Linda opened a door I had closed for some time.
She had lived in an institution for most of her life before coming to live at L’Arche, an international federation of communities that seek to create relationships of mutuality between people with intellectual disabilities and those who come to live with them. Jean Vanier began L’Arche in 1964 with two men, Raphaël and Philippe, in a small community outside Paris named Trosly-Breuil.
I came to live in the L’Arche Daybreak community in Richmond Hill, Ont. in 1992. Daybreak began in the fall of 1969 and was North America’s first L’Arche community. After graduating from university, I was searching for something different to do with my life. L’Arche’s model of community, which focused on belonging, growth, compassion and the contribution of diverse gifts from people, appealed to me. It was there that I met Linda.
Less than five feet tall with a smile that could light up a room, Linda had a gift for welcoming people and helping them feel at home. She was direct. She saw another person with the eyes of her heart and had no hesitation in letting them know what she saw. I arrived at Daybreak as an assistant and lived in a home with her and five other people. The first time I met Linda, she looked at me and said, “You look tired. Go to bed.” She was right. She often recognized hidden truths in someone before that person knew them.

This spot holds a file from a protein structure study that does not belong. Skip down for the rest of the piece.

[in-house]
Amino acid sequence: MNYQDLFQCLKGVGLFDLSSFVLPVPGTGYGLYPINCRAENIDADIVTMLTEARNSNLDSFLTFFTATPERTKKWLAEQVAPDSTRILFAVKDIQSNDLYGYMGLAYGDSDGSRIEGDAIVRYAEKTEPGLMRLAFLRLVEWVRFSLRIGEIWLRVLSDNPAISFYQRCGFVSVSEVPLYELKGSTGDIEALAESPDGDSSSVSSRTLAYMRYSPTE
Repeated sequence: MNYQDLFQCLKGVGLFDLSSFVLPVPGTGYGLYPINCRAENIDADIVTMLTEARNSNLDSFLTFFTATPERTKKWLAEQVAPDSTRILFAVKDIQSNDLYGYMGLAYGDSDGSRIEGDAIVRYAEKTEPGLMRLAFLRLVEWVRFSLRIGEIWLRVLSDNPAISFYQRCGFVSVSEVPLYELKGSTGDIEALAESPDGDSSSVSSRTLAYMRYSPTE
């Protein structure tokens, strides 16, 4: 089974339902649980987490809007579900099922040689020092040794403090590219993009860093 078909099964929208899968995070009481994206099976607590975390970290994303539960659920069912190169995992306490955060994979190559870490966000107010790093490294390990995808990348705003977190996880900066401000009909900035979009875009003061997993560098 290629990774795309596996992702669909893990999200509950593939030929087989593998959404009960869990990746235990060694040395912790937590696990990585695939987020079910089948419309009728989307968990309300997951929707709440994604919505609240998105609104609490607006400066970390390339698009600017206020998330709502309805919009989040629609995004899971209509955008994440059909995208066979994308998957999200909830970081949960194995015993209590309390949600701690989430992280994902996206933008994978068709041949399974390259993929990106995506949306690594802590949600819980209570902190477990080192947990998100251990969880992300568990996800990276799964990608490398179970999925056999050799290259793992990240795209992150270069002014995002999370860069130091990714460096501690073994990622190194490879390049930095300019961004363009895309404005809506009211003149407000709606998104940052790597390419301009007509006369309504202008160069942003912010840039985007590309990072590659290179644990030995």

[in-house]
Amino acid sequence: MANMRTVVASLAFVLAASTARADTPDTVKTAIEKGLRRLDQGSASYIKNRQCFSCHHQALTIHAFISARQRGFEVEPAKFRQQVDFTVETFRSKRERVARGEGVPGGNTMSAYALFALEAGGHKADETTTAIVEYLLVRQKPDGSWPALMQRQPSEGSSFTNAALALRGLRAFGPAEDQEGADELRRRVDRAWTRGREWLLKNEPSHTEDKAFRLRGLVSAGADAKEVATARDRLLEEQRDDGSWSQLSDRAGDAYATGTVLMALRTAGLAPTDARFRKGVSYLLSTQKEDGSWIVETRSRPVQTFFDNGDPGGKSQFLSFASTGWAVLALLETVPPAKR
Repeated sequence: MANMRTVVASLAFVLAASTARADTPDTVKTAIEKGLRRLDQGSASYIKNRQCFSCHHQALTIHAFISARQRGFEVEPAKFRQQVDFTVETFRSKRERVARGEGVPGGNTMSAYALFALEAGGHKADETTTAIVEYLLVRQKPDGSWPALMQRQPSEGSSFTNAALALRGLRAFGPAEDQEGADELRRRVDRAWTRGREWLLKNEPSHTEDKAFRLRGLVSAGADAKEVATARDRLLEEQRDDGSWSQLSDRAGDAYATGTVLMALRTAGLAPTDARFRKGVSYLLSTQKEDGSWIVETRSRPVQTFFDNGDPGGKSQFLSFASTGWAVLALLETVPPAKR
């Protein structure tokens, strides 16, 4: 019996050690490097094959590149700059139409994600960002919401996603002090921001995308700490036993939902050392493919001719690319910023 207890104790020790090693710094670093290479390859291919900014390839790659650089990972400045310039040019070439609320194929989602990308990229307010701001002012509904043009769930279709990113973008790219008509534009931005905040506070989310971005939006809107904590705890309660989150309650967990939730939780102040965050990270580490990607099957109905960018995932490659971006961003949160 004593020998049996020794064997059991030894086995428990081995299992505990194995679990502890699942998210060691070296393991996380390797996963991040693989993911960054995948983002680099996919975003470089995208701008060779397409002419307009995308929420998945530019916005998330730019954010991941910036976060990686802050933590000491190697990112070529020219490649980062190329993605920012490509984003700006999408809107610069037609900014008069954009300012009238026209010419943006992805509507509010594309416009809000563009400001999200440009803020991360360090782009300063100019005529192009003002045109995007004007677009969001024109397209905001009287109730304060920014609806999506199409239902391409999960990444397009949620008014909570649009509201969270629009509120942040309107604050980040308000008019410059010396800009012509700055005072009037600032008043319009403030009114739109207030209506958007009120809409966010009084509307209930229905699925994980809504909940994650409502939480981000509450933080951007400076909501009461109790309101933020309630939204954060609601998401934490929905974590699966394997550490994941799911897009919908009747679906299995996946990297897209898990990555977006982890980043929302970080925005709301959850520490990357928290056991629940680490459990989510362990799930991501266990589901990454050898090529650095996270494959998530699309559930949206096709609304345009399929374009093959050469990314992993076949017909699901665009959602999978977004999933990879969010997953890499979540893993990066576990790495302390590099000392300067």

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Linda was also very strong. She knew what she wanted and how she felt. I like to have things my way at times. One of these times, Linda and I clashed. I don’t remember the nature of the argument, but we yelled at each other. She went to her room and slammed the door. I went down to the basement TV room and slammed mine.
While watching TV, I took some pleasure in being resentful. The door was closed. I knew I was right. She was the one who could not see things my way. I sat there, enjoying my bitterness.
Then came a knock on the door. Without opening it, Linda said, “Keith, it’s Linda. Can I come in?” I agreed. She came into the room, stood by the door and continued, “Keith, I’m sorry. Will you forgive me?”
Asking for her forgiveness was the last thing I had in mind at that moment. Why should I apologize? And yet, it was the very thing Linda knew she needed to do. She knew that things would not be made right between us until we came together and said sorry.
Linda opened a door into the ways of forgiveness. Forgiveness is not easy. It takes time and a great deal of practice. I still have a long way to go, but thanks to her, I am able to walk through the door more often. The door which leads each one of us home.
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